Xia Shuqin, a survivor of the Nanjing Massacre, pays tribute to her relatives who died in the tragedy on December 10, 2018 at the Memorial Hall of the Victims in Nanjing Massacre. [Photo: VCG]
A total of 26 names have been newly inscribed on a memorial wall in commemoration of Chinese killed in the Nanjing Massacre by Japanese troops in 1937, bringing the total number of names on the wall to 10,664.
The memorial wall, also known as the wailing wall, was set up in the Memorial Hall of the Victims of the Nanjing Massacre by Japanese Invaders in 1995 with 3,000 names representing the 300,000 victims of the massacre.
"My father She Peigeng was seized by the Japanese troops when I was seven," said She Wenbin, whose father's name was recently added onto the wall. "He never returned, and I was told that he was drowned by the Japanese troops."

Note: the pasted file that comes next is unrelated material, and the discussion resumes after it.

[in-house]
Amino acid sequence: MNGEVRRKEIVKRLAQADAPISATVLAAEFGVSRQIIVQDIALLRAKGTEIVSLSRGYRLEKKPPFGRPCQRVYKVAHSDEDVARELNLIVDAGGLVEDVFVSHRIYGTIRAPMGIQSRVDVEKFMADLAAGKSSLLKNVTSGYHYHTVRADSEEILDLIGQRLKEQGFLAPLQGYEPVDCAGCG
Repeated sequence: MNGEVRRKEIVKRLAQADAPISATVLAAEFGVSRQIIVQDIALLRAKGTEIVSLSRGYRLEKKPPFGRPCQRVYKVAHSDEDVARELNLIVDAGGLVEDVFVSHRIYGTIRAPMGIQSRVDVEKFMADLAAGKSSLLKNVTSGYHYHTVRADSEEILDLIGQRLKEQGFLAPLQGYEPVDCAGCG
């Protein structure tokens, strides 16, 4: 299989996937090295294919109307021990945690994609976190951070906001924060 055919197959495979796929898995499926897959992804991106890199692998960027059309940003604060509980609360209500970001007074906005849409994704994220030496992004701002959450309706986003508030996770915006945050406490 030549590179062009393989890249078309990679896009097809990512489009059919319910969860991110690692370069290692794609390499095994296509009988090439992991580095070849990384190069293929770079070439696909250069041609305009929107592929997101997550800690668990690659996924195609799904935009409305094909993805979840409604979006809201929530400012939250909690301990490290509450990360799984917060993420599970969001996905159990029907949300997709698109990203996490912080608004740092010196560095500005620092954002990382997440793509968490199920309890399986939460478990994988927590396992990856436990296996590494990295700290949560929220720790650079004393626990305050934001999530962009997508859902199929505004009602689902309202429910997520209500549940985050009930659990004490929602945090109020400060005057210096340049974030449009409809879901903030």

The names of the victims were confirmed by the city's committees on wartime loss and Nanjing Massacre investigations, survivors' dictated or published documents and information from victims' relatives, said the head of the memorial hall.
New names will be inscribed on the wall every year before the National Memorial Day, but the confirmation work is difficult, according to the memorial hall.
Japanese troops occupied eastern China's Nanjing on Dec. 13, 1937, and began a six-week massacre. Chinese records show that more than 300,000 people -- not only disarmed soldiers but also civilians -- were brutally murdered and thousands of women raped.